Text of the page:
Letter to Joseph Biden, President of the United States, and Miguel Cardona, Secretary of Education - Urging Biden Administration to Extend Student Loan Payment Pause


By: Dianne Feinstein, Ann Kirkpatrick, Eric Swalwell, Tony Cárdenas, Linda Sánchez, Katie Porter, John Larson, Darren Soto, Hank Johnson, Jr., Robin Kelly, Jan Schakowsky, Jim McGovern, Anthony Brown, Haley Stevens, Alma Adams, Bonnie Watson Coleman, Hakeem Jeffries, Adriano Espaillat, Shontel Brown, Madeleine Dean, Sheila Jackson Lee, Lloyd Doggett II, Alex Padilla, Mazie Hirono, Ed Markey, Cory Booker, Jeff Merkley, Bernie Sanders, Raul Grijalva, Ro Khanna, Grace Napolitano, Lucille Roybal-Allard, Lou Correa, Joe Courtney, Val Demings, Nikema Williams, Marie Newman, Lauren Underwood, Katherine Clark, Jamie Raskin, Rashida Tlaib, Albio Sires, Thomas Suozzi, Yvette Clarke, Alexandria Ocasio-Cortez, Peter DeFazio, Conor Lamb, Joaquin Castro, Peter Welch, Richard Blumenthal, Dick Durbin, Chris Van Hollen, Jr., Chuck Schumer, Bob Casey, Jr., Terri Sewell, Ruben Gallego, Barbara Lee, Salud Carbajal, Judy Chu, Raul Ruiz, Karen Bass, Mark Takano, Nanette Barragán, Juan Vargas, Diana DeGette, Jahana Hayes, Eleanor Norton, Sheila Cherfilus-McCormick, Frederica Wilson, Lucy McBath, Kai Kahele, Chuy Garcia, Danny Davis, André Carson, Troy Carter, Ayanna Pressley, Bill Keating, Chellie Pingree, Andy Levin, Ilhan Omar, Kilili Sablan, Bill Pascrell, Jr., Don Payne, Jr., Grace Meng, Nydia Velázquez, Jerry Nadler, Carolyn Maloney, Ritchie Torres, Jamaal Bowman, Brendan Boyle, Dwight Evans, Vicente Gonzalez, Veronica Escobar, Sylvia Garcia, Colin Allred, Pramila Jayapal, Mark Pocan, Raphael Warnock, Brian Schatz, Tammy Duckworth, Elizabeth Warren, Tina Smith, Bob Menendez, Sherrod Brown, Ron Wyden, Jack Reed, Sheldon Whitehouse
Date: July 28, 2022
Location: Washington, DC

Dear President Biden and Secretary Cardona,

In roughly 35 days, on September 1, 2022, tens of millions of federal student loan borrowers are scheduled to resume payments. Despite repeated reports and surveys concerning whether borrowers will be able to pay,1 we understand the Administration is considering restarting student loan payments at the end of August.2 We write today to urge you to extend the pause on student loan payments, given the numerous economic issues facing borrowers across the nation, as well as administrative actions in process by the Department of Education.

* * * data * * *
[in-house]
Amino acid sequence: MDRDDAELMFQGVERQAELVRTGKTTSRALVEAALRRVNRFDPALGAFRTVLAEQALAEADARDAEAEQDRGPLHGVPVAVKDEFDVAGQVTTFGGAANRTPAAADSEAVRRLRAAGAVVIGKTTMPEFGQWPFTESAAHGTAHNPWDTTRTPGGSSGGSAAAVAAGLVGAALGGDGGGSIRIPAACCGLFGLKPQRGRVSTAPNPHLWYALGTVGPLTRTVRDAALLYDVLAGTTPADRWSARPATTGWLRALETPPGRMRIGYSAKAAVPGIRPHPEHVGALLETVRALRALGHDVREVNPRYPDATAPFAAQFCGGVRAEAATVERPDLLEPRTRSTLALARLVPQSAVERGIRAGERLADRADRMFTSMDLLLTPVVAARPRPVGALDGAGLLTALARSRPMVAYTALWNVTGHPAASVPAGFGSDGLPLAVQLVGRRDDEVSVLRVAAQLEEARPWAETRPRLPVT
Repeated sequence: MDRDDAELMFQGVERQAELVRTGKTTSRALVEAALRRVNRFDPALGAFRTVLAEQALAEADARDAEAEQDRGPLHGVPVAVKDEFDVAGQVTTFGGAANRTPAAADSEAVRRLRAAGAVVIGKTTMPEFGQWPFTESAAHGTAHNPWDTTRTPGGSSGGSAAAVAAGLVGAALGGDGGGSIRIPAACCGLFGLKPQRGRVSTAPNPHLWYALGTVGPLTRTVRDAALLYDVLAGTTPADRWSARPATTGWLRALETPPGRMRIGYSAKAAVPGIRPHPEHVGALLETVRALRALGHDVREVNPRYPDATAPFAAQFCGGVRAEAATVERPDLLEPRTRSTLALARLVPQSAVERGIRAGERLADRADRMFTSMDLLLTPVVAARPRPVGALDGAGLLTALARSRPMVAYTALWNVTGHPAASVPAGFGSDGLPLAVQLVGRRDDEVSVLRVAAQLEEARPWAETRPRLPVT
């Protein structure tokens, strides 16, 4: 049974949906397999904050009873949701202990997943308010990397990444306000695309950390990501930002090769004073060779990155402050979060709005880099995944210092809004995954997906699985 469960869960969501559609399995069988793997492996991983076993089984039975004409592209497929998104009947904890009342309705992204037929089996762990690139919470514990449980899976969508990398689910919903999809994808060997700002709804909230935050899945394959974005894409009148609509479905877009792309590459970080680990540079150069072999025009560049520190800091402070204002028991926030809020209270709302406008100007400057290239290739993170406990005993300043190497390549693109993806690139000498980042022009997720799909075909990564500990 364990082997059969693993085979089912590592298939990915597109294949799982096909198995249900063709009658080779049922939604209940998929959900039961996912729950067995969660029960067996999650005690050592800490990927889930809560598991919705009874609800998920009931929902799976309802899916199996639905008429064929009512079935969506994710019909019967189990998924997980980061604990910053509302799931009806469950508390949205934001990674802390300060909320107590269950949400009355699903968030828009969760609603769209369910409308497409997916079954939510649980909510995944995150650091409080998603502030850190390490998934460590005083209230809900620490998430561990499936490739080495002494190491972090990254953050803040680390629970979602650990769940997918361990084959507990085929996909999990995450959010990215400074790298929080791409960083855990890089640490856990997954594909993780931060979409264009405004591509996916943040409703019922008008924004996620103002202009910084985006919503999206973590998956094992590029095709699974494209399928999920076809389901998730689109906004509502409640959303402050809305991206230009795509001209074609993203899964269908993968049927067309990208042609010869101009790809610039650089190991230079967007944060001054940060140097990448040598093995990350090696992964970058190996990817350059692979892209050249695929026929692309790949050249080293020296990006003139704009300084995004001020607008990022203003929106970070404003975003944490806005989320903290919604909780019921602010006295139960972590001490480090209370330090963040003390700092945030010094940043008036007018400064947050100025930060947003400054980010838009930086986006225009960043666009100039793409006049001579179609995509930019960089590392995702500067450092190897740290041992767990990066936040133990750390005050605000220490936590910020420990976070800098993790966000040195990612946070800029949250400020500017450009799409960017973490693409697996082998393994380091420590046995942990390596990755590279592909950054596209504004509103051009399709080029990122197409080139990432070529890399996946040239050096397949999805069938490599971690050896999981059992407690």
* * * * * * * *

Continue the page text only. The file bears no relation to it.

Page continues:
For over two years, the Department has provided critical flexibility to millions of federal student loan borrowers by pausing payments, as many have struggled during the COVID-19 pandemic. This much needed pause has helped many borrowers to keep a roof over their heads, secure childcare, and purchase food, health care, and medicine during the course of a pandemic responsible for the deaths of more than 1 million people in the U.S.3 For the first time, many borrowers have had the opportunity to pay down debt, open a savings account, purchase a home, and save for retirement--none of which would have been possible without the payment pause.4

Resuming student loan payments would force millions of borrowers to choose between paying their federal student loans or putting a roof over their heads, food on the table, or paying for childcare and health care--while costs continue to rise and while yet another COVID-19 variant increases hospitalizations nationwide. Despite significant decreases over the last month, gas prices are still high, and many borrowers still have to pay exorbitant amounts each week in order to commute to their jobs.5 Food prices remain high, as suppliers contend with ongoing supply chain issues and the war in Ukraine.6 We still have a significant childcare crisis throughout the country, which has caused already-high costs to spike to 40% of their pre-pandemic levels.7 Low-income borrowers, Black and Brown borrowers, and women borrowers still face severe financial hardships as COVID-19 continues to infect individuals throughout the country and exacerbate existing inequities.8

Moreover, resuming student loan payments at this moment would further complicate administrative actions already underway or contemplated by the Department--which could contribute to unnecessary confusion for borrowers in the upcoming months. Currently, many borrowers are in limbo as they await upcoming actions from the Department or their federal student loan servicer--either through the Public Service Loan Forgiveness (PSLF) waiver or through the one-time account adjustments announced by Ed on April 19, 2022 that would count past periods of forbearance or deferment.9

Accordingly, we ask that the Administration continue to keep federal student loan payments paused.